Hubs are often the backbone of the smarthome, and you can pick from an extensive list of hub manufacturers. But not all smarthomes are made equal, and not all are worth your consideration. Here’s a few to skip.
Smart Hubs Tie Together Your Devices
The first thing you should learn with smarthomes is that there is no single standard for communication between smarthome devices. Some smart devices use Z-Wave, some Zigbee, and others use either Bluetooth or Wi-Fi. When you want a Z-Wave smart light to work with a Wi-Fi outlet, you need something to bridge the gap. Right now smart hubs are one way to fulfill that role.
Wink and SmartThings are well known smart hubs, but there are numerous other options with varying features. While some of these alternatives may be fine, others you shouldn’t put into your home. They may not stay around for the long haul, or they may not be compatible with enough smarthome devices.
Iris By Lowe’s is an Abandoned Hub
Even products by big companies fail, and Iris by Lowes is no exception. Iris may have been one of the earliest smart hubs available, first launching in 2012, but despite being competent enough and supported by Lowe’s it never took off. Mistakes were made, including a $10 a month subscription for functionality other hubs offered for free and lack of support for multiple users—eventually, the hardware store wanted out.
Lowe’s first announced it wanted to find a buyer to take over the Iris product line, but later did an about-face and decided on a full shut-down. Iris hubs will not work after March 31st, 2019. You won’t find them in Lowe’s stores anymore, but if you see them for aftermarket sale, you should pass.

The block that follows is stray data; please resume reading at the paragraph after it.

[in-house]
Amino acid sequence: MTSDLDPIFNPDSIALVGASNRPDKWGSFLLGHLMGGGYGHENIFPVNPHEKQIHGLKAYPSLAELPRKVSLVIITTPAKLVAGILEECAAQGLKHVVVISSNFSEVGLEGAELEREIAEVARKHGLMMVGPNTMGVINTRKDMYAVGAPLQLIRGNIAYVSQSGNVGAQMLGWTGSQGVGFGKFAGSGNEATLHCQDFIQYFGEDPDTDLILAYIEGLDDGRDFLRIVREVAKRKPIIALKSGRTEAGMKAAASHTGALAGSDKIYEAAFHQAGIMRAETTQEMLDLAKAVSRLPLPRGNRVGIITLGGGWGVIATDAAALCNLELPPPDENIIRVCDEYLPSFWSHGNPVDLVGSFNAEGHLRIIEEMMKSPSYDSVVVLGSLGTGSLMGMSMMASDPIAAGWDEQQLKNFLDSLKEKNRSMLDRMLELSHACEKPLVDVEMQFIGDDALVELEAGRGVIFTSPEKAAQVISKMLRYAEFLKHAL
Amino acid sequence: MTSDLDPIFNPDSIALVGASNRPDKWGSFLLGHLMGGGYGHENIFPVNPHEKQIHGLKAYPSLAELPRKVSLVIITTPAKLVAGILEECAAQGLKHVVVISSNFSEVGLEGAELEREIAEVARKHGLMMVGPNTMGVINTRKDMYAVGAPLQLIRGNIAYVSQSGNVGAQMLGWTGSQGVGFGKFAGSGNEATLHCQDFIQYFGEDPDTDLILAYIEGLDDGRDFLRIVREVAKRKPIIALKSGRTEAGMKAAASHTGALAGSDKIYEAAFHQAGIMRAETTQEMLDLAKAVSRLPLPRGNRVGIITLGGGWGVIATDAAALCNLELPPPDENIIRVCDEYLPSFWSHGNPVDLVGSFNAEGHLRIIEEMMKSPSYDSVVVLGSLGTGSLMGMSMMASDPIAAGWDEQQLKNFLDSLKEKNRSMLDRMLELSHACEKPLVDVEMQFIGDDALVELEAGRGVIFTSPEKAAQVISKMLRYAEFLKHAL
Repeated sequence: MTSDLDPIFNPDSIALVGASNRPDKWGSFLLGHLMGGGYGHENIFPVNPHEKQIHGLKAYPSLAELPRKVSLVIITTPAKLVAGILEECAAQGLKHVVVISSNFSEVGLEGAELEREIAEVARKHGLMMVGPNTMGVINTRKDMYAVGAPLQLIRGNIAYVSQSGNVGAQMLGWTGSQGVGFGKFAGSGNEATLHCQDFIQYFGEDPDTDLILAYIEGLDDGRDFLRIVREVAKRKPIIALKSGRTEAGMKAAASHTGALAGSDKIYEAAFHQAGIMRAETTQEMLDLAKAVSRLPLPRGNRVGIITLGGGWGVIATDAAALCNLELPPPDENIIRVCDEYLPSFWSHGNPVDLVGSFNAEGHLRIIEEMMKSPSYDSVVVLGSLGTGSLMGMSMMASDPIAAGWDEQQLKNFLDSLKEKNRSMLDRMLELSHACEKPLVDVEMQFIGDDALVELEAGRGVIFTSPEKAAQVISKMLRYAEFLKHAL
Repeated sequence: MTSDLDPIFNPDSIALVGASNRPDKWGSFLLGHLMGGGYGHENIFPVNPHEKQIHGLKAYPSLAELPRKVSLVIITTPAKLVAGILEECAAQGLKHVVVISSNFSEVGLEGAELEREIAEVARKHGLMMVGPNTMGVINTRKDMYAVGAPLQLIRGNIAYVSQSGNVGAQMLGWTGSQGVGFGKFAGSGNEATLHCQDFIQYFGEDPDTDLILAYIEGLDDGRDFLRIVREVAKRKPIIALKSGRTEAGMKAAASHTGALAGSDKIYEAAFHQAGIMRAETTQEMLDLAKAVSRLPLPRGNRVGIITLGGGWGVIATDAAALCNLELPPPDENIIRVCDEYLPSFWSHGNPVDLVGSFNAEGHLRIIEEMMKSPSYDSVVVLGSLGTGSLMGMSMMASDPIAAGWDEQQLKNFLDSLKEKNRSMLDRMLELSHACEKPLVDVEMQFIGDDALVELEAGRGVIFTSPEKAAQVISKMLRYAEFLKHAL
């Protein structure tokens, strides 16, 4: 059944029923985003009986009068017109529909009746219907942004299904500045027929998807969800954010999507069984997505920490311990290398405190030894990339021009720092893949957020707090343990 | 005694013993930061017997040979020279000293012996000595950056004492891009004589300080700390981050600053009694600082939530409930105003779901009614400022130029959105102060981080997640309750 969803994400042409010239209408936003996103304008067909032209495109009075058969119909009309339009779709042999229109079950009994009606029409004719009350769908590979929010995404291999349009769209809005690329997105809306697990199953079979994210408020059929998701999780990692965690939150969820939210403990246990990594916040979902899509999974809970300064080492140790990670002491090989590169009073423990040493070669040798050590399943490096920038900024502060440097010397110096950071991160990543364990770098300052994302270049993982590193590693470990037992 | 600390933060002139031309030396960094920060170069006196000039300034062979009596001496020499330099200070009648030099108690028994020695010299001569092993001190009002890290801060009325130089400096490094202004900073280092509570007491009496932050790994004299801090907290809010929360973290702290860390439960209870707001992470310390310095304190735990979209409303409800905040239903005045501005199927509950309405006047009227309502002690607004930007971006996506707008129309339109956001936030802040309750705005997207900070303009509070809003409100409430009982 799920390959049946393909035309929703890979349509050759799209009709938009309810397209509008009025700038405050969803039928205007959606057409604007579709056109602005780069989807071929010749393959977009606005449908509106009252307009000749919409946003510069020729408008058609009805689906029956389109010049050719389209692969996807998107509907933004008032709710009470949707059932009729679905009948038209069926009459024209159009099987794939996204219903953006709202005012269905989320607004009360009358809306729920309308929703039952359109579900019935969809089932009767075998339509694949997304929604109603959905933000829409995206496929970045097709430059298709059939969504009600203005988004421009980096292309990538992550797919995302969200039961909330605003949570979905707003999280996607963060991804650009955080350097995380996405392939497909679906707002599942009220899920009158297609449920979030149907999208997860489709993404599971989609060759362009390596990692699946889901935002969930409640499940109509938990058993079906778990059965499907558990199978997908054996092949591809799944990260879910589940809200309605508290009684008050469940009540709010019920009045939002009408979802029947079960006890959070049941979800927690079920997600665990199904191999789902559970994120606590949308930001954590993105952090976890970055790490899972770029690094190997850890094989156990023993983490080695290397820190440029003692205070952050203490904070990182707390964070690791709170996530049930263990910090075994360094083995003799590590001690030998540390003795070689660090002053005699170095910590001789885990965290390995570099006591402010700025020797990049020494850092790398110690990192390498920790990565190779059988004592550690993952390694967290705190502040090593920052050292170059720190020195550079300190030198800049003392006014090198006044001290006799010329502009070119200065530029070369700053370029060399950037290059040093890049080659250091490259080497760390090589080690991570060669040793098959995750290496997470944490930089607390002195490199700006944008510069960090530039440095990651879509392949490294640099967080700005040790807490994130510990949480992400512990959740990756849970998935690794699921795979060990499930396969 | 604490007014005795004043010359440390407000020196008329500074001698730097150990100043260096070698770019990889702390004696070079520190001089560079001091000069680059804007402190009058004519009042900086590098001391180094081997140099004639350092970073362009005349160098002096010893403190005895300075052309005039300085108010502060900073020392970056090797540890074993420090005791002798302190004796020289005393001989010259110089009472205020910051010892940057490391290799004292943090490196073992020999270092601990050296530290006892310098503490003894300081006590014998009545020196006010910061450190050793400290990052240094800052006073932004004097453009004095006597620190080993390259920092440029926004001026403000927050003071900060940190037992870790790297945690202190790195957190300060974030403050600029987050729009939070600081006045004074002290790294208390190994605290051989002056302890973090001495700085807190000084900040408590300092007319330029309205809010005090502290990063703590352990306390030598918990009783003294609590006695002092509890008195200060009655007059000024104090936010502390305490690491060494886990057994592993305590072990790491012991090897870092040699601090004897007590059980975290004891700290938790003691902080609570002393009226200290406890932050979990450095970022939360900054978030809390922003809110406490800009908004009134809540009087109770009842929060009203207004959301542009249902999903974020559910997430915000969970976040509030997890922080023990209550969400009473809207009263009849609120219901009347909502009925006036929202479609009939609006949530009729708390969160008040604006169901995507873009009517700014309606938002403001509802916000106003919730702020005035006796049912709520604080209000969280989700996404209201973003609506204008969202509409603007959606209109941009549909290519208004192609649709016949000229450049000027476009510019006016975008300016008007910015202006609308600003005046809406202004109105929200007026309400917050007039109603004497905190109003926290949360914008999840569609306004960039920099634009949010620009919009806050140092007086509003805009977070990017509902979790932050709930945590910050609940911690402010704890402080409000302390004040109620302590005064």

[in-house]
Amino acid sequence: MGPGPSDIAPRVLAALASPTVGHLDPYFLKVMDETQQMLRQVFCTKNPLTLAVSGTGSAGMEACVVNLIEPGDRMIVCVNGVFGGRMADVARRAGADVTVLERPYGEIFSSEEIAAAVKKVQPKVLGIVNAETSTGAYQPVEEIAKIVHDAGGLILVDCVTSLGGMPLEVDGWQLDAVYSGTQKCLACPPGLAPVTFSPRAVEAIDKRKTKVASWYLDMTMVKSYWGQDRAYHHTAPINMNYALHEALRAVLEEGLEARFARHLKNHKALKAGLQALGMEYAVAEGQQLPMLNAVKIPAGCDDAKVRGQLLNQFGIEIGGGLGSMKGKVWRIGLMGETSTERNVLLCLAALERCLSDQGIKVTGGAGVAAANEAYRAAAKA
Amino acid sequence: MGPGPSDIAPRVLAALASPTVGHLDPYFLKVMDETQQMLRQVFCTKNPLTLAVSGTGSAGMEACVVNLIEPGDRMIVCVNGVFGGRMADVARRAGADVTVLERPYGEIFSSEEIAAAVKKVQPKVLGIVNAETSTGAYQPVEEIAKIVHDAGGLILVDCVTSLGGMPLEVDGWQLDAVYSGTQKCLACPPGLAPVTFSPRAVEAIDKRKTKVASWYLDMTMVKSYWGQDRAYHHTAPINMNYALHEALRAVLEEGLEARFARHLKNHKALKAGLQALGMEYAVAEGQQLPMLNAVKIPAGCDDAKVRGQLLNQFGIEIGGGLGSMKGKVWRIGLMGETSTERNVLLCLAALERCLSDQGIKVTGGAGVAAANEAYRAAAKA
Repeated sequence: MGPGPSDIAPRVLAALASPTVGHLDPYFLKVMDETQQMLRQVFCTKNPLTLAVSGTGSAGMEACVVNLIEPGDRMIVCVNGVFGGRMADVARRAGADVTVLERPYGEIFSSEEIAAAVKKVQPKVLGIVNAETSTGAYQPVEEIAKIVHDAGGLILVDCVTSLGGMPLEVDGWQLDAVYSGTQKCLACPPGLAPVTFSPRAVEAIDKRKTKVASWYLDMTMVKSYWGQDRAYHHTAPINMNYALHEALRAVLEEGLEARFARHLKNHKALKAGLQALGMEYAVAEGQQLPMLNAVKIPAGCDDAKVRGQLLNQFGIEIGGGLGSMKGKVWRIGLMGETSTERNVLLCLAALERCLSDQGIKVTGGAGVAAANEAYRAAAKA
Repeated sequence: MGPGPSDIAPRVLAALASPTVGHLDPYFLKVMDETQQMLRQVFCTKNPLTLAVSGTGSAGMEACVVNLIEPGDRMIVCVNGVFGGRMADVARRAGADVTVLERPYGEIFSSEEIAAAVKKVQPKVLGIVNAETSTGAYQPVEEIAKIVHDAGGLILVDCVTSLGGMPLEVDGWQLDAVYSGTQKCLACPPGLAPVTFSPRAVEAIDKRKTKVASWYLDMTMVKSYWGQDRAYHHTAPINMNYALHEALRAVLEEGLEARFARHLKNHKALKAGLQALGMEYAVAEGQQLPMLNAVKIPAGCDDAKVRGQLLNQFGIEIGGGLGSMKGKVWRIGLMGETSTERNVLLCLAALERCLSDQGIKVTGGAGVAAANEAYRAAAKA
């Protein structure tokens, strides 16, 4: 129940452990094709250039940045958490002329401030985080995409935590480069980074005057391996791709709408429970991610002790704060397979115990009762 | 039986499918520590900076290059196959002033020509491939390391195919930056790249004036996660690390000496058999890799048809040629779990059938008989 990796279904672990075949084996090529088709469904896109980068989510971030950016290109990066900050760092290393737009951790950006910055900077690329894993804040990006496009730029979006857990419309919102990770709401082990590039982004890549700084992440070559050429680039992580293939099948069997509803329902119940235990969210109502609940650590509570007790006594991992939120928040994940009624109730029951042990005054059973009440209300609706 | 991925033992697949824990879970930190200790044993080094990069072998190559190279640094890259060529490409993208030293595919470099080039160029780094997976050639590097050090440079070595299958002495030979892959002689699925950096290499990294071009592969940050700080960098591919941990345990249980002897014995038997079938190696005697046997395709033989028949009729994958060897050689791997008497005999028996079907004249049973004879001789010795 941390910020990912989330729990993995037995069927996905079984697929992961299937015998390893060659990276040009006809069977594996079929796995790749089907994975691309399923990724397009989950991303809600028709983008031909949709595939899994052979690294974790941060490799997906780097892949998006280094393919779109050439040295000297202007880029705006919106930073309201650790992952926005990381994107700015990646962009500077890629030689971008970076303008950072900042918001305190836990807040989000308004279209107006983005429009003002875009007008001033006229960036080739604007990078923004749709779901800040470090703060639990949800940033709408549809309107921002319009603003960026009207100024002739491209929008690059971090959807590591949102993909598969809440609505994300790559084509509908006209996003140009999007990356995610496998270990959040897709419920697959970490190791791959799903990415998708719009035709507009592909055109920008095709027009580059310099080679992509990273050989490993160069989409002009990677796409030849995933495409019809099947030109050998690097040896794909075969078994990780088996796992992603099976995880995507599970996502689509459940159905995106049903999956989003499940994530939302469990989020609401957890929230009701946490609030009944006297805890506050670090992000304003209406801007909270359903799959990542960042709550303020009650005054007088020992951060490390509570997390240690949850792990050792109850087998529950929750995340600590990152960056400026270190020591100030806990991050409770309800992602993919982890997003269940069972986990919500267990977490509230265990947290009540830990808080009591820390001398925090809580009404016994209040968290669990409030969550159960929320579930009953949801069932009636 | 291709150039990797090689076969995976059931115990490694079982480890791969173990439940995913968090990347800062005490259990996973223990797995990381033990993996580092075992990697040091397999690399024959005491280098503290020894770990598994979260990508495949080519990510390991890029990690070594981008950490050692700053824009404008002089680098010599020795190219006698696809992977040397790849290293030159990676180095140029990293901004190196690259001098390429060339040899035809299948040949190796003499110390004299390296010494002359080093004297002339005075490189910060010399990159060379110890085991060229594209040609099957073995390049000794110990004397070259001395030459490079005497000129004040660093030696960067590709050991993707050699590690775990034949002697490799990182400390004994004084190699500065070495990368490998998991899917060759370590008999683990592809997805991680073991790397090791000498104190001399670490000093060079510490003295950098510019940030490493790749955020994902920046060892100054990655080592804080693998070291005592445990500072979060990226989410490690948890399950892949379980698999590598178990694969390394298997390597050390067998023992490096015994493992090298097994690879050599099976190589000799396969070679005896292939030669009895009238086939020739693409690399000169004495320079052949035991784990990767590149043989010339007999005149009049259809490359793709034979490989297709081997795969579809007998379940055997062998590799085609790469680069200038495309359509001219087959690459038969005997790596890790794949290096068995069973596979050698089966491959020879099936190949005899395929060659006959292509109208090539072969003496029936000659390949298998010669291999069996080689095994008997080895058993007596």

Securifi is Radio Silent on Updates
Securifi has been around for several years and has always made lofty promises. Its Almond 3S device will include both mesh router capabilities and smart hub capabilities, along with promised integration with Alexa, Google Home, IFTTT, Philips Hue and others. The problem is this has been the ongoing promise of an eventual project for years now.
Securifi’s last update on the product came via Twitter promising completion was near in April 2018. It does offer the Almond 3 but describes that as a router that moonlights as a smart hub. Users on Securifi’s forums have been complaining about a lack of firmware updates to address existing issues. Your smarthome setup might break, and there’s nothing you can do about it. So the best step you can take is to avoid a product that already has a dubious track record.
Insteon Uses a Protocol Separate from Z-Wave and ZigBee
At $80, Insteon offers a competitively priced hub that boasts an impressive number of integrations. Insteon will work with your Nest thermostat, Google Home, Amazon Echo, and your Logitech Harmony hub. If your house is large, Insteon will still work well as Insteon devices create a mesh network to extend their range.
If you’re wondering at this point why Insteon made this list, the clue is in the wording “Insteon devices” above. Rather than using ZigBee or Z-Wave (or both as most smart hubs do), Insteon relies on its own proprietary protocol. While it has advantages like dual-band support, the downside is that you can only use devices made for the Insteon hub.
That list is smaller than either Zigbee or Z-Wave, so you’re putting all your eggs in one basket and limiting the eggs you can have at the same time. The better option is to choose a smart hub that supports both Zigbee and Z-Wave to expand your possibilities as much as possible.
Trådfri Gateway Is For IKEA Lighting Only
IKEA surprised the world when they announced a jump into the smarthome world. It quickly announced lights, followed by a light switch, a dimming unit, and a gateway for external control. Eventually, IKEA added a smart plug, Alexa, and Siri support.
In comparison, Trådfri pricing is similar or less expensive than other smart bulb products (especially compared to Philips Hue), but that remains their only advantage. In addition to only offering white light bulbs, the gateway only supports IKEA’s small set of devices and doesn’t play well with other systems. If you want to use a Z-Wave or Zigbee lock or sensor, you’ll still need another hub. So it’s better to skip Trådfri altogether.
Unfortunately, far too many hubs already exist and sometimes it seems like that list won’t stop growing. So if you’re considering starting a smart home, look closely at your choices, weigh the benefits and downsides to each device. If you are judicious in your choices, inexpensive smarthome items do exist. But be careful not to go down a path that will force you to backtrack and start over.